surfaces are visible from the exterior of the ship). The
stenciled markings must be located on the bulkheads,
overheads, and decks 12 feet apart. The sign or label
(fig. 11-4) is a yellow rectangle, 5 inches high by 9
inches wide. The sign has black slanted lines; 1/8-inch
thick and 1 inch long, on 3/4-inch centers along the top
and bottom edges, with lines slanting from top right to
bottom left. The letters are 1/8-inch thick and 3/4-inch
high, with the words AMMUNITION FAR SIDE
arranged as shown in figure 11-4. Primary and missile
magazines aboard CVs are designed to hold a ship's
service allowance and the embarked air wing's service
allowance of ammunition.
Ships have several different types of magazines.
Each magazine is designed for a specific type of
ammunition. The magazine types include primary,
missile, ready-service, lockers, and chemical.
Primary magazines are stowage spaces that are
usually located below deck and, if possible, below the
waterline. They are adequately equipped with thermal
Primary magazines are equipped with adequate
sprinkler systems, and they are closed and locked when
requirements for their stowage aboard ship differ from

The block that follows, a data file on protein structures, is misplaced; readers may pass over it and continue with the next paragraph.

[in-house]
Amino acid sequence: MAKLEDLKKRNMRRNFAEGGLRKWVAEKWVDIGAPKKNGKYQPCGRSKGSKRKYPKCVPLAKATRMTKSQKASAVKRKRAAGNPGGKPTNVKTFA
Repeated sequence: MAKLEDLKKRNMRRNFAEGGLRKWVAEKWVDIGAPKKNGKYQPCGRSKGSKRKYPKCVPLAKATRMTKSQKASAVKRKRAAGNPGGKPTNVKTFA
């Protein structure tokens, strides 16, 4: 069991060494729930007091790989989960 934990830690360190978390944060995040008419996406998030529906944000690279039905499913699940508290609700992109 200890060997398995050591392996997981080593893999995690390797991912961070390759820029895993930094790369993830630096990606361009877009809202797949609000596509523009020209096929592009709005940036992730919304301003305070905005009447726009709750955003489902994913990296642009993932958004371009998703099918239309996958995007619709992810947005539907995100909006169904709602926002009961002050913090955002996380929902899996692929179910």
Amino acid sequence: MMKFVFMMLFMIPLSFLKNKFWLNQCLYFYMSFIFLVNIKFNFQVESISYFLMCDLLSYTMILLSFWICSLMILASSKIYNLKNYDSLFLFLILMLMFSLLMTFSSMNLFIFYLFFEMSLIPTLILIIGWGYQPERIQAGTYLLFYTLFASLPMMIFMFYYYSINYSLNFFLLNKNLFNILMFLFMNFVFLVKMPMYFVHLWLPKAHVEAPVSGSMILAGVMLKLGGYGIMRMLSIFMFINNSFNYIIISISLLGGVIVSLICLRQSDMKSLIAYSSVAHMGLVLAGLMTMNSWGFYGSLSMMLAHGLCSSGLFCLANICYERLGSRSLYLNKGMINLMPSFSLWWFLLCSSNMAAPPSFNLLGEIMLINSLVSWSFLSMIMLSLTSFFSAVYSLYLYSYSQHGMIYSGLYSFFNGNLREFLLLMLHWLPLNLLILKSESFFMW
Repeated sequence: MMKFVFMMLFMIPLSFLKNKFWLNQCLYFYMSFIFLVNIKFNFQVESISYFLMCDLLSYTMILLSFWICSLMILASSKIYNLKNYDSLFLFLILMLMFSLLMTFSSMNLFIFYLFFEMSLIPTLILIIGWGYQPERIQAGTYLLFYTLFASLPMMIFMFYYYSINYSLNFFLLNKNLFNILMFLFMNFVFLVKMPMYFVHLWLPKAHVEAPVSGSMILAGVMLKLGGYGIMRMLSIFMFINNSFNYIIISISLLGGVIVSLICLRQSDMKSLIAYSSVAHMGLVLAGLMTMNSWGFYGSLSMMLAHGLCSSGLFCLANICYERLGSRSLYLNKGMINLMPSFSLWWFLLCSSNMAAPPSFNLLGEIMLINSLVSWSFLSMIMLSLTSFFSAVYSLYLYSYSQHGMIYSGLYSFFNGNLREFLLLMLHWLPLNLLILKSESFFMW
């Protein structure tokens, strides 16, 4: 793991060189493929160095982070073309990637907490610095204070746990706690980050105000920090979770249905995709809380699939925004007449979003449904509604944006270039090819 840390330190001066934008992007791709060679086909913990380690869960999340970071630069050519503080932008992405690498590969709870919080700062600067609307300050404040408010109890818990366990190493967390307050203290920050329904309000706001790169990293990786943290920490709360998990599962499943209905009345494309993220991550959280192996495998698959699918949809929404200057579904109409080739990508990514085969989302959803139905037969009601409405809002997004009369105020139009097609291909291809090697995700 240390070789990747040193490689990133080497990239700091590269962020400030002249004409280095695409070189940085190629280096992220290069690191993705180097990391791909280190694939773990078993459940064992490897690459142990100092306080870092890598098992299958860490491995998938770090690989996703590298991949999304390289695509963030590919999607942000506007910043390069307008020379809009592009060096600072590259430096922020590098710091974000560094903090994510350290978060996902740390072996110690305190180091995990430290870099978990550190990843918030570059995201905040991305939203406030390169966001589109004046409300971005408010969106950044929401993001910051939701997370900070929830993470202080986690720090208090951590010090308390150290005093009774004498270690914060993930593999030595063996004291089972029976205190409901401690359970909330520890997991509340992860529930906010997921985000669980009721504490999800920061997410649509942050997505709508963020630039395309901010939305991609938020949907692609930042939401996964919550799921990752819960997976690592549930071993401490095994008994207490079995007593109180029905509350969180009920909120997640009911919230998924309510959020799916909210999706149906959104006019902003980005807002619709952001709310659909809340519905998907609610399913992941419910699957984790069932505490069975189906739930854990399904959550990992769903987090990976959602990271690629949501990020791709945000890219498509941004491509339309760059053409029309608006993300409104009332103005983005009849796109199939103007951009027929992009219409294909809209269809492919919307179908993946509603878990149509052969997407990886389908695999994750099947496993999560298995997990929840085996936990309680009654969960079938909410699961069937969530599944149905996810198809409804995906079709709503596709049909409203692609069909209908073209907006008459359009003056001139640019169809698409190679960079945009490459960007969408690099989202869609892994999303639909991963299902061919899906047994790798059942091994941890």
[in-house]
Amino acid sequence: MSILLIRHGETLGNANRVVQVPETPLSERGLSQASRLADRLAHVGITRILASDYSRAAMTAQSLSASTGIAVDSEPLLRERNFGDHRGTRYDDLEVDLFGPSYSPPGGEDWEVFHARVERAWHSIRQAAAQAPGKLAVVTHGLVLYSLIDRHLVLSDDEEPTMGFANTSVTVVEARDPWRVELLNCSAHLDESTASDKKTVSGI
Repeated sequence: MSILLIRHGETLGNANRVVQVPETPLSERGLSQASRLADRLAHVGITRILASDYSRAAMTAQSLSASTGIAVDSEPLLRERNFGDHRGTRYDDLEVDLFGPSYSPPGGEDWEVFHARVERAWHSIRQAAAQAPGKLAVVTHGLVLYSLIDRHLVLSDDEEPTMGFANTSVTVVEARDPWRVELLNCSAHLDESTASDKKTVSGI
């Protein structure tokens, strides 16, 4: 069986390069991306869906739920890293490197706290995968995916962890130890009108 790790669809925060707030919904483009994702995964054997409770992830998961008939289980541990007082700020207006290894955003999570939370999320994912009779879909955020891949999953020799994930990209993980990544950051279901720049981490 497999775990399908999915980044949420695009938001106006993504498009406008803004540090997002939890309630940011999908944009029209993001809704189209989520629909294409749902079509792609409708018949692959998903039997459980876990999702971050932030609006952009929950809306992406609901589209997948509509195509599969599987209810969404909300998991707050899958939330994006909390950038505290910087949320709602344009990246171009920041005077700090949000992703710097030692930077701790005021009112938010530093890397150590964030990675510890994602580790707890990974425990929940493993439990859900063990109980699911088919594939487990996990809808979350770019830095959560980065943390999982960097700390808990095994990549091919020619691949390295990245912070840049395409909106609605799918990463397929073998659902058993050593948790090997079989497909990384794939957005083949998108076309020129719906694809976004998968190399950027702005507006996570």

those of conventional ammunition. Air-launched
missile magazines in aircraft carriers are usually
located below the waterline and within the armor box.
Air-launched missile ready-service magazines may be
located either above the waterline or within the armor
box. Missile magazines contain electrical, hydraulic,
and pneumatic power-operated handling equipment. A
restraining gear prevents movement of an accidentally
ignited motor. You must take special care of the
ventilation system of missile magazines to ensure
pressures don't build up to a dangerous level if a missile
motor is ignited.
Ready-service magazines (fig. 11-5) are designated
spaces located near the weapon or area to be served.
Figure 11-4.Example of AMMUNITION FAR SIDE sign or
Figure 11-5.Typical missile ready-service magazine.